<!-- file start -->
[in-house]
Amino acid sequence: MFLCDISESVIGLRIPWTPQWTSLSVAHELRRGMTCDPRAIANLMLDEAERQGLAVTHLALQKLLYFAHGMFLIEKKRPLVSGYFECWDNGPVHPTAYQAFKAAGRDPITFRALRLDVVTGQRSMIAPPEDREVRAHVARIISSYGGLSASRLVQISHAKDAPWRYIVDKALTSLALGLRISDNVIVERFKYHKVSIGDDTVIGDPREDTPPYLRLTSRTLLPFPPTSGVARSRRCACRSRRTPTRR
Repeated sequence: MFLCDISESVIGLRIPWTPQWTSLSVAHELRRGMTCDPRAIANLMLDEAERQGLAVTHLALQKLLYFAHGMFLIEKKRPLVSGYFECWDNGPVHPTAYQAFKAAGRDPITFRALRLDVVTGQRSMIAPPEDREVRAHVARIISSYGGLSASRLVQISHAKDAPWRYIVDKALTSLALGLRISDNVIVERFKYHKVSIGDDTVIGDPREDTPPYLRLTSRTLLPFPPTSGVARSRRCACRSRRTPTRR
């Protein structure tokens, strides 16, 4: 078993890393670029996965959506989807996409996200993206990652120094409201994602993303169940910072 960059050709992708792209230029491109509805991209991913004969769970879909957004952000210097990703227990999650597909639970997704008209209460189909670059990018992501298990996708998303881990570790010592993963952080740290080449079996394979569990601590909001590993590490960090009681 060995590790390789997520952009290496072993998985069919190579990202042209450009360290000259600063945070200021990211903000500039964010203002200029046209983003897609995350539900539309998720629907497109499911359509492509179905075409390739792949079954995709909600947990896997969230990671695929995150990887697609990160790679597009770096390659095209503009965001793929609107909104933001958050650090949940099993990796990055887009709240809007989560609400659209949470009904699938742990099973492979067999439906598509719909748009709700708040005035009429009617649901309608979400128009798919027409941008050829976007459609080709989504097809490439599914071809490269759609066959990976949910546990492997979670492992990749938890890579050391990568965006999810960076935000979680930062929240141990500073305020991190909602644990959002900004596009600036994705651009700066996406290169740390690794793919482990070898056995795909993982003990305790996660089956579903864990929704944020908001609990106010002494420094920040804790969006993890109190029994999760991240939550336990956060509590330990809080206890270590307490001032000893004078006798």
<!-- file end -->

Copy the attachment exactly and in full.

[in-house]
Amino acid sequence: MFLCDISESVIGLRIPWTPQWTSLSVAHELRRGMTCDPRAIANLMLDEAERQGLAVTHLALQKLLYFAHGMFLIEKKRPLVSGYFECWDNGPVHPTAYQAFKAAGRDPITFRALRLDVVTGQRSMIAPPEDREVRAHVARIISSYGGLSASRLVQISHAKDAPWRYIVDKALTSLALGLRISDNVIVERFKYHKVSIGDDTVIGDPREDTPPYLRLTSRTLLPFPPTSGVARSRRCACRSRRTPTRR
Repeated sequence: MFLCDISESVIGLRIPWTPQWTSLSVAHELRRGMTCDPRAIANLMLDEAERQGLAVTHLALQKLLYFAHGMFLIEKKRPLVSGYFECWDNGPVHPTAYQAFKAAGRDPITFRALRLDVVTGQRSMIAPPEDREVRAHVARIISSYGGLSASRLVQISHAKDAPWRYIVDKALTSLALGLRISDNVIVERFKYHKVSIGDDTVIGDPREDTPPYLRLTSRTLLPFPPTSGVARSRRCACRSRRTPTRR
């Protein structure tokens, strides 16, 4: 078993890393670029996965959506989807996409996200993206990652120094409201994602993303169940910072 960059050709992708792209230029491109509805991209991913004969769970879909957004952000210097990703227990999650597909639970997704008209209460189909670059990018992501298990996708998303881990570790010592993963952080740290080449079996394979569990601590909001590993590490960090009681 060995590790390789997520952009290496072993998985069919190579990202042209450009360290000259600063945070200021990211903000500039964010203002200029046209983003897609995350539900539309998720629907497109499911359509492509179905075409390739792949079954995709909600947990896997969230990671695929995150990887697609990160790679597009770096390659095209503009965001793929609107909104933001958050650090949940099993990796990055887009709240809007989560609400659209949470009904699938742990099973492979067999439906598509719909748009709700708040005035009429009617649901309608979400128009798919027409941008050829976007459609080709989504097809490439599914071809490269759609066959990976949910546990492997979670492992990749938890890579050391990568965006999810960076935000979680930062929240141990500073305020991190909602644990959002900004596009600036994705651009700066996406290169740390690794793919482990070898056995795909993982003990305790996660089956579903864990929704944020908001609990106010002494420094920040804790969006993890109190029994999760991240939550336990956060509590330990809080206890270590307490001032000893004078006798």